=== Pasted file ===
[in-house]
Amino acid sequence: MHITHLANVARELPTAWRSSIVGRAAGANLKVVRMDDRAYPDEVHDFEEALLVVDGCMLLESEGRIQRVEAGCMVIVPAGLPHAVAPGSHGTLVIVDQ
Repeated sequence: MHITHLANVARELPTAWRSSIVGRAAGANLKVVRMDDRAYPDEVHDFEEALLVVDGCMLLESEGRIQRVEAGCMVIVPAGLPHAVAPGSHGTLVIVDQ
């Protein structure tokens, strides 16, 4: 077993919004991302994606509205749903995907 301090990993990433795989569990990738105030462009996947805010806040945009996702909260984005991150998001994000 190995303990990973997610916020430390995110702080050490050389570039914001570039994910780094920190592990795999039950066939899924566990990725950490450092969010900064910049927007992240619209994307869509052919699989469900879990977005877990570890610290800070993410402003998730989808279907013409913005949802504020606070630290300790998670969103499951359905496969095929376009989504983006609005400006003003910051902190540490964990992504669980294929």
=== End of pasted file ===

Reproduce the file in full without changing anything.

[in-house]
Amino acid sequence: MHITHLANVARELPTAWRSSIVGRAAGANLKVVRMDDRAYPDEVHDFEEALLVVDGCMLLESEGRIQRVEAGCMVIVPAGLPHAVAPGSHGTLVIVDQ
Repeated sequence: MHITHLANVARELPTAWRSSIVGRAAGANLKVVRMDDRAYPDEVHDFEEALLVVDGCMLLESEGRIQRVEAGCMVIVPAGLPHAVAPGSHGTLVIVDQ
């Protein structure tokens, strides 16, 4: 077993919004991302994606509205749903995907 301090990993990433795989569990990738105030462009996947805010806040945009996702909260984005991150998001994000 190995303990990973997610916020430390995110702080050490050389570039914001570039994910780094920190592990795999039950066939899924566990990725950490450092969010900064910049927007992240619209994307869509052919699989469900879990977005877990570890610290800070993410402003998730989808279907013409913005949802504020606070630290300790998670969103499951359905496969095929376009989504983006609005400006003003910051902190540490964990992504669980294929």